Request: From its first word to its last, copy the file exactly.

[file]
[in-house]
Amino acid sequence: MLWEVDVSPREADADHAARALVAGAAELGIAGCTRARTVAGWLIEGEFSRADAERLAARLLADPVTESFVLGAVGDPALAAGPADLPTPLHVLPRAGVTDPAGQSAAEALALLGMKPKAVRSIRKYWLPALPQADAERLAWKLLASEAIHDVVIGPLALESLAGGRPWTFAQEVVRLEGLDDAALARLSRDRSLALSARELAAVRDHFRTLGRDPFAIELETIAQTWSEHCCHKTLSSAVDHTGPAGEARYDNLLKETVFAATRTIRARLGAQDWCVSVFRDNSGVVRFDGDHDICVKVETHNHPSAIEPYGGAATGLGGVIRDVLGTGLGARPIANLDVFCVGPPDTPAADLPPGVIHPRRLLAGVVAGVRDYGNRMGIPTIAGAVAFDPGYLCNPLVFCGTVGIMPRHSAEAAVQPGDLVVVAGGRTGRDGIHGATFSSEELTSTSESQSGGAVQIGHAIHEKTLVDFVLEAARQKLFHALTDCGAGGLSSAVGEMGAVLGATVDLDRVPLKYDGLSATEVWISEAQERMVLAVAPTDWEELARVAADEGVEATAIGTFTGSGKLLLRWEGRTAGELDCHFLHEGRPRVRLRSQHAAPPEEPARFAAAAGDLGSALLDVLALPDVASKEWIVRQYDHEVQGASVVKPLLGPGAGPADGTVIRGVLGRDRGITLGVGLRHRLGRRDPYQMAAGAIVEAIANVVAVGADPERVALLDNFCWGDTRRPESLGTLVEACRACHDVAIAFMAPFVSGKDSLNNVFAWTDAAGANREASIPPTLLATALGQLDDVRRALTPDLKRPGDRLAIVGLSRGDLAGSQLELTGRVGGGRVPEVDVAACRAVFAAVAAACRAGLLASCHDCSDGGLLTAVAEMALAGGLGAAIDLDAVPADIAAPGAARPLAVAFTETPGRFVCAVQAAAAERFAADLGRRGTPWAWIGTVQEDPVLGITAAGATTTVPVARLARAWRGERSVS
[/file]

[in-house]
Amino acid sequence: MLWEVDVSPREADADHAARALVAGAAELGIAGCTRARTVAGWLIEGEFSRADAERLAARLLADPVTESFVLGAVGDPALAAGPADLPTPLHVLPRAGVTDPAGQSAAEALALLGMKPKAVRSIRKYWLPALPQADAERLAWKLLASEAIHDVVIGPLALESLAGGRPWTFAQEVVRLEGLDDAALARLSRDRSLALSARELAAVRDHFRTLGRDPFAIELETIAQTWSEHCCHKTLSSAVDHTGPAGEARYDNLLKETVFAATRTIRARLGAQDWCVSVFRDNSGVVRFDGDHDICVKVETHNHPSAIEPYGGAATGLGGVIRDVLGTGLGARPIANLDVFCVGPPDTPAADLPPGVIHPRRLLAGVVAGVRDYGNRMGIPTIAGAVAFDPGYLCNPLVFCGTVGIMPRHSAEAAVQPGDLVVVAGGRTGRDGIHGATFSSEELTSTSESQSGGAVQIGHAIHEKTLVDFVLEAARQKLFHALTDCGAGGLSSAVGEMGAVLGATVDLDRVPLKYDGLSATEVWISEAQERMVLAVAPTDWEELARVAADEGVEATAIGTFTGSGKLLLRWEGRTAGELDCHFLHEGRPRVRLRSQHAAPPEEPARFAAAAGDLGSALLDVLALPDVASKEWIVRQYDHEVQGASVVKPLLGPGAGPADGTVIRGVLGRDRGITLGVGLRHRLGRRDPYQMAAGAIVEAIANVVAVGADPERVALLDNFCWGDTRRPESLGTLVEACRACHDVAIAFMAPFVSGKDSLNNVFAWTDAAGANREASIPPTLLATALGQLDDVRRALTPDLKRPGDRLAIVGLSRGDLAGSQLELTGRVGGGRVPEVDVAACRAVFAAVAAACRAGLLASCHDCSDGGLLTAVAEMALAGGLGAAIDLDAVPADIAAPGAARPLAVAFTETPGRFVCAVQAAAAERFAADLGRRGTPWAWIGTVQEDPVLGITAAGATTTVPVARLARAWRGERSVS